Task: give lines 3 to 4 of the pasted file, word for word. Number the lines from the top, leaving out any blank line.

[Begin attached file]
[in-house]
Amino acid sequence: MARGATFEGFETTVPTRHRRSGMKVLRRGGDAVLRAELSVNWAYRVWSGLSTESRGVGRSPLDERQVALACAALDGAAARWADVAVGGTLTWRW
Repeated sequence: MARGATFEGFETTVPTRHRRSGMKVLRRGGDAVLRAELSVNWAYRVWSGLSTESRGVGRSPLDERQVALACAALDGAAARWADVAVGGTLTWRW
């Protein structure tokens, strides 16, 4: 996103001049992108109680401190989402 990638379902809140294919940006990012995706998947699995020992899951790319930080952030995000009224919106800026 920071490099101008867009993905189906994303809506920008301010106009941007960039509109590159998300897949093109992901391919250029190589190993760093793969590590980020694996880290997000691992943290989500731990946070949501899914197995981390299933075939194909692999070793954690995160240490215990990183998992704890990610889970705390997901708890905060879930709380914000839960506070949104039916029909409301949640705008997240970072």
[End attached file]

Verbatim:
Repeated sequence: MARGATFEGFETTVPTRHRRSGMKVLRRGGDAVLRAELSVNWAYRVWSGLSTESRGVGRSPLDERQVALACAALDGAAARWADVAVGGTLTWRW
């Protein structure tokens, strides 16, 4: 996103001049992108109680401190989402 990638379902809140294919940006990012995706998947699995020992899951790319930080952030995000009224919106800026 920071490099101008867009993905189906994303809506920008301010106009941007960039509109590159998300897949093109992901391919250029190589190993760093793969590590980020694996880290997000691992943290989500731990946070949501899914197995981390299933075939194909692999070793954690995160240490215990990183998992704890990610889970705390997901708890905060879930709380914000839960506070949104039916029909409301949640705008997240970072």